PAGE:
While matatu owners set the planned fare hike at 20 per cent, the Federation of Drivers and Conductors said the increase would be at 30 per cent.
This means Kenyans could pay even more than the price set by the vehicle owners as the support staff seek to get a larger margin, which they often use to share in the profits.
“We all know that when the fuel cost goes up, we will have to pass it to the common mwananchi. We will have to increase the cost of our products so that we do not lose business,” said the association chairman Albert Karakacha.
“We have been consulting them (PSV operators) about the increase of fuel and we have come up with a way that immediately they need to increase the fare,” said Mr Karakacha.
Transporters are also bracing for losses due to the high fuel cost which will make investors using northern corridor shy away or seek alternative means of transportation.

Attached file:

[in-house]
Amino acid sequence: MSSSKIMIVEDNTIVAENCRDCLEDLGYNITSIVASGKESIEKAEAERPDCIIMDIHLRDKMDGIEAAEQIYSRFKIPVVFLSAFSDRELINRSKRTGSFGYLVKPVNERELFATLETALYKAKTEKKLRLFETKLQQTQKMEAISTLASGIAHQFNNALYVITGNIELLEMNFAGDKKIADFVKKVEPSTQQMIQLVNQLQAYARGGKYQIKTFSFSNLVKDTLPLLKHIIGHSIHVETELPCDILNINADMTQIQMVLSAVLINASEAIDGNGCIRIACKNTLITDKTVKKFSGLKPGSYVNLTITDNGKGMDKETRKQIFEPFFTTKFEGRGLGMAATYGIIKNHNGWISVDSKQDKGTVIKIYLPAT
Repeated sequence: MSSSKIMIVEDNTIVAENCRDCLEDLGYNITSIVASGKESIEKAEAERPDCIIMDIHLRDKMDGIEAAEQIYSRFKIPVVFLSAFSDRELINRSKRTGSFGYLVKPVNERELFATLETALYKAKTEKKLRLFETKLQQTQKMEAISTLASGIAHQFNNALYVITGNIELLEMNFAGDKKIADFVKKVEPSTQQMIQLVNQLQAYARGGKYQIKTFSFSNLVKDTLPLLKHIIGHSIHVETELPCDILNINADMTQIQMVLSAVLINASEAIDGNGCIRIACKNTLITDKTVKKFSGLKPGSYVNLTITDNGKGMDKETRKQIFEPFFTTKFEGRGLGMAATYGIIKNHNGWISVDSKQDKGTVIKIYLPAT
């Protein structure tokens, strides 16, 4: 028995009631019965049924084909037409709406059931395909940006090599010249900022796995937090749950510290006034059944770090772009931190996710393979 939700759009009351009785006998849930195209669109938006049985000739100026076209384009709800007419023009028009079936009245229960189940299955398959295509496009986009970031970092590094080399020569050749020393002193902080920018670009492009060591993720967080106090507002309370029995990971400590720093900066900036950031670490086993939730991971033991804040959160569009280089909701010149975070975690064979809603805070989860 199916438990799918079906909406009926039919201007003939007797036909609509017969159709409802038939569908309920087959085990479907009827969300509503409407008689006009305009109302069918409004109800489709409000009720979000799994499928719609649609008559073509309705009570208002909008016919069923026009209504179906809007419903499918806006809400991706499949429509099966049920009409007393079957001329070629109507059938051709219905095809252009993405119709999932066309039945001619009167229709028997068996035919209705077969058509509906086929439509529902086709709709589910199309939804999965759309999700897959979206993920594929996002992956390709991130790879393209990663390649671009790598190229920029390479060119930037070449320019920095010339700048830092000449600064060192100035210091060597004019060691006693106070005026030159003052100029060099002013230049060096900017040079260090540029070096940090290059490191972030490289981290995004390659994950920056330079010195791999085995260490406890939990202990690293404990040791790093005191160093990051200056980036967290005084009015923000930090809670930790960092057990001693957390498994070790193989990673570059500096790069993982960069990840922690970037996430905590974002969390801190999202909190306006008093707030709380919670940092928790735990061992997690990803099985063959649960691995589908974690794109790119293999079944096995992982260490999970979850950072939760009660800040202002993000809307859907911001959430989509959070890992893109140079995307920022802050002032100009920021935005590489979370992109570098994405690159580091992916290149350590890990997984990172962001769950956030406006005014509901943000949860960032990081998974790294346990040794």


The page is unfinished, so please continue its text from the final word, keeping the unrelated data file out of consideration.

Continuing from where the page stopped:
Kenya Transporters Association (KTA), Kenya Long Distance Truck Drivers Union (KLDTDU) and truck owners have warned the government might lose revenue as cost of fuel will have direct impact to business at the port of Mombasa
KTA Chief Operating Officer Mercy Ireri said new fuel prices will affect logistics business and other countries might move their preference to central corridor.
“As transporters, we have contracts with different manufacturers and it will directly affect cost which will be reviewed upwards. At the moment, the cost will hit hard transporters since clients are not willing to review their contracts as a result of new fuel prices,” said Ms Ireri.
Mr Abdi Awale, founder of Awale Enterprise Limited (AEL) urged government consider subsidy to lower fuel cost to make cost of living affordable to Kenyans.
“In the coming days, we expect truck owners to start auctioning their trucks since the business is no longer viable. Life is becoming difficult not only to ordinary Kenyans but also to manufacturers and transporters,” said Mr Awale.